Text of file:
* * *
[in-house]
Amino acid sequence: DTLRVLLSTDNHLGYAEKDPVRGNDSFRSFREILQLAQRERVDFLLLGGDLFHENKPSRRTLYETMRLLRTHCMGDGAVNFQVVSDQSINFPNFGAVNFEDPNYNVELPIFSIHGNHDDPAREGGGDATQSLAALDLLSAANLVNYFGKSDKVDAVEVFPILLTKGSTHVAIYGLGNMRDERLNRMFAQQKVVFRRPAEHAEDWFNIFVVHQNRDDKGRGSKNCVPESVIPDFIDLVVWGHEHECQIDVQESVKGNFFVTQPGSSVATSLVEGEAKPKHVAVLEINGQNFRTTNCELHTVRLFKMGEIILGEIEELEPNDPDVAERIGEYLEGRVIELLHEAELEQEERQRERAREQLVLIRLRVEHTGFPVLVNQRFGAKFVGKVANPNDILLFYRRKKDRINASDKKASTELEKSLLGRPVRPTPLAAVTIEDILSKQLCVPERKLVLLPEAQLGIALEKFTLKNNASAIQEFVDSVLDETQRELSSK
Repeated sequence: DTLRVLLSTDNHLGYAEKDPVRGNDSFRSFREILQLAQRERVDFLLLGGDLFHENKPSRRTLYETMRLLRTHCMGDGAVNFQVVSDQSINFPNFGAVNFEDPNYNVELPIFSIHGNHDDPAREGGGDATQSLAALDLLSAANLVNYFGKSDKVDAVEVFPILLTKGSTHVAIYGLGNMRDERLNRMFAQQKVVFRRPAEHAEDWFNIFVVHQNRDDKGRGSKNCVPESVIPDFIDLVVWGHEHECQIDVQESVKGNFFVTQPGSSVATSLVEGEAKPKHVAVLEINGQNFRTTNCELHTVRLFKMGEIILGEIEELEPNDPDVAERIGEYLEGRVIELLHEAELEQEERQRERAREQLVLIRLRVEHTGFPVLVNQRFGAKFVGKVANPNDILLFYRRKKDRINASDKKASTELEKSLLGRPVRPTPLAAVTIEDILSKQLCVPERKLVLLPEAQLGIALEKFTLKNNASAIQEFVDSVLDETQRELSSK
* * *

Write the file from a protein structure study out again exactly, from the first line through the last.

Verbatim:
[in-house]
Amino acid sequence: DTLRVLLSTDNHLGYAEKDPVRGNDSFRSFREILQLAQRERVDFLLLGGDLFHENKPSRRTLYETMRLLRTHCMGDGAVNFQVVSDQSINFPNFGAVNFEDPNYNVELPIFSIHGNHDDPAREGGGDATQSLAALDLLSAANLVNYFGKSDKVDAVEVFPILLTKGSTHVAIYGLGNMRDERLNRMFAQQKVVFRRPAEHAEDWFNIFVVHQNRDDKGRGSKNCVPESVIPDFIDLVVWGHEHECQIDVQESVKGNFFVTQPGSSVATSLVEGEAKPKHVAVLEINGQNFRTTNCELHTVRLFKMGEIILGEIEELEPNDPDVAERIGEYLEGRVIELLHEAELEQEERQRERAREQLVLIRLRVEHTGFPVLVNQRFGAKFVGKVANPNDILLFYRRKKDRINASDKKASTELEKSLLGRPVRPTPLAAVTIEDILSKQLCVPERKLVLLPEAQLGIALEKFTLKNNASAIQEFVDSVLDETQRELSSK
Repeated sequence: DTLRVLLSTDNHLGYAEKDPVRGNDSFRSFREILQLAQRERVDFLLLGGDLFHENKPSRRTLYETMRLLRTHCMGDGAVNFQVVSDQSINFPNFGAVNFEDPNYNVELPIFSIHGNHDDPAREGGGDATQSLAALDLLSAANLVNYFGKSDKVDAVEVFPILLTKGSTHVAIYGLGNMRDERLNRMFAQQKVVFRRPAEHAEDWFNIFVVHQNRDDKGRGSKNCVPESVIPDFIDLVVWGHEHECQIDVQESVKGNFFVTQPGSSVATSLVEGEAKPKHVAVLEINGQNFRTTNCELHTVRLFKMGEIILGEIEELEPNDPDVAERIGEYLEGRVIELLHEAELEQEERQRERAREQLVLIRLRVEHTGFPVLVNQRFGAKFVGKVANPNDILLFYRRKKDRINASDKKASTELEKSLLGRPVRPTPLAAVTIEDILSKQLCVPERKLVLLPEAQLGIALEKFTLKNNASAIQEFVDSVLDETQRELSSK